The Master of Science in Information Security
(MSIS) program provides students with background and insights into the key managerial and technical issues of information security. It is an interdisciplinary program administered by the Management Information Systems
Department in the College of Business and the Mathematics and Computer Science Department in the College of Arts and Sciences.
The managerial concentration focuses on the impact of information security on individual lives and personal privacy, the growing information security risks facing business and government, strategies for securing information, and the influence of laws and public policy on how information is secured. The technical concentration examines how information systems can be made secure. It discusses information processing systems, secure operating systems
and applications, network security
, cryptography, security protocols, and other issues that confront those charged with securing information networks.
The managerial concentration is an attractive option for IT analysts, managers and directors who are responsible for, and interested in, defining, auditing, or examining IT security policies and procedures. The technical concentration is a hands-on option that is attractive to IT professionals who are interested in identifying security breaches, implementing security policies and procedures, and resolving security problems when and where they arise.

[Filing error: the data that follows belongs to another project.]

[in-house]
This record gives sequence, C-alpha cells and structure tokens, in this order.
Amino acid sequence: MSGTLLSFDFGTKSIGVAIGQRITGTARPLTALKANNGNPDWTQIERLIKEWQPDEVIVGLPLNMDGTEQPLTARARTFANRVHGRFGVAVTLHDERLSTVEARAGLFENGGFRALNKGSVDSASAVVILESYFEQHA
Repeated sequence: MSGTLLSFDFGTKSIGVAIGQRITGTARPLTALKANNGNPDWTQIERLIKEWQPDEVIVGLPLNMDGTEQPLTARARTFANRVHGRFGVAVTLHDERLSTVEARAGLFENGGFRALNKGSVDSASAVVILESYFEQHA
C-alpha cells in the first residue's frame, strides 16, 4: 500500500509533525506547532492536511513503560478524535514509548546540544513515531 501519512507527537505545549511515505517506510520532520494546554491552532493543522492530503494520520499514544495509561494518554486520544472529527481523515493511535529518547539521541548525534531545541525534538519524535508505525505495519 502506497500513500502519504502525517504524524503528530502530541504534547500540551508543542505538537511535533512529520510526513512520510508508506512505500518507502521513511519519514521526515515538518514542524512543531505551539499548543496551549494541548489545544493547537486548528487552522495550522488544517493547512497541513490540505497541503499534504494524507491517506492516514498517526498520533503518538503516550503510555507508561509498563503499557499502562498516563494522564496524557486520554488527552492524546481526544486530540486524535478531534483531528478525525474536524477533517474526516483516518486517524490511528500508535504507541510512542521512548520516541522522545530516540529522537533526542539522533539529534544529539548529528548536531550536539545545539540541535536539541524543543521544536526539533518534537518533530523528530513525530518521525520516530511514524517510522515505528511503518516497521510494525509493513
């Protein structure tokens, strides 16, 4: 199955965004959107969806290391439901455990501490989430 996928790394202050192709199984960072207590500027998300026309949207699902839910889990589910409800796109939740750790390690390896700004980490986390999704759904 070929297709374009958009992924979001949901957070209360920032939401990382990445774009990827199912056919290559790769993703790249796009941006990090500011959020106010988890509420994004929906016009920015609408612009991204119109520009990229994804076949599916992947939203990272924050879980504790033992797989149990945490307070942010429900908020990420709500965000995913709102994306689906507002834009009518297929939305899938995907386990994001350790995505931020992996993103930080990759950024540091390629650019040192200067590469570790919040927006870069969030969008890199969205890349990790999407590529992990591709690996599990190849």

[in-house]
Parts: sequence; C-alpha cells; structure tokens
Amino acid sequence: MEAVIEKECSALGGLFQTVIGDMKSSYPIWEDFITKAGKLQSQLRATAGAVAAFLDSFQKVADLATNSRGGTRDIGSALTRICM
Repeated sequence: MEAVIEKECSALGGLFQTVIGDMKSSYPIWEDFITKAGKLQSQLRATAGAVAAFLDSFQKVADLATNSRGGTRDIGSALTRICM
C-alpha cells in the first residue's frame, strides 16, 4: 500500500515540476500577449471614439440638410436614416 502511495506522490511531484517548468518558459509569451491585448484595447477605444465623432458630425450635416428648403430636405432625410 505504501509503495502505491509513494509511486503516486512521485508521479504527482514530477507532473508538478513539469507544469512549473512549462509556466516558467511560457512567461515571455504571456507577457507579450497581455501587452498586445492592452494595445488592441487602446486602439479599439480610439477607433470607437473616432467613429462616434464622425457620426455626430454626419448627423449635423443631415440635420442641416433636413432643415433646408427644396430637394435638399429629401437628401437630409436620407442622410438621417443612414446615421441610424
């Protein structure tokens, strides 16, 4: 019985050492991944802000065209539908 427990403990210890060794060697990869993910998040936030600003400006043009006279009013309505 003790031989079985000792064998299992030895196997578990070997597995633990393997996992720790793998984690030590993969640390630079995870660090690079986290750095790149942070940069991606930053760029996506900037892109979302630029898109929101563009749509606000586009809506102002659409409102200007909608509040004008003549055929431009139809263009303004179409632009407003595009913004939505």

To accommodate the needs of working professionals, the program is structured for part-time students with courses offered in the evenings. All courses are offered in an eight-week format. Additionally, the program is fully offered online.
"MSIS program opened up doors for me. While in school, I landed my first IT job as a security specialist. Just 3 months after graduating, I joined Brocade Communication Inc as a Technical Engineer.
Professors at Lewis University not only used books but also shared their real life experiences. They also gave students an opportunity to share their experiences. We were not limited to only books and homework but did a lot of lab work, which made us think outside the box."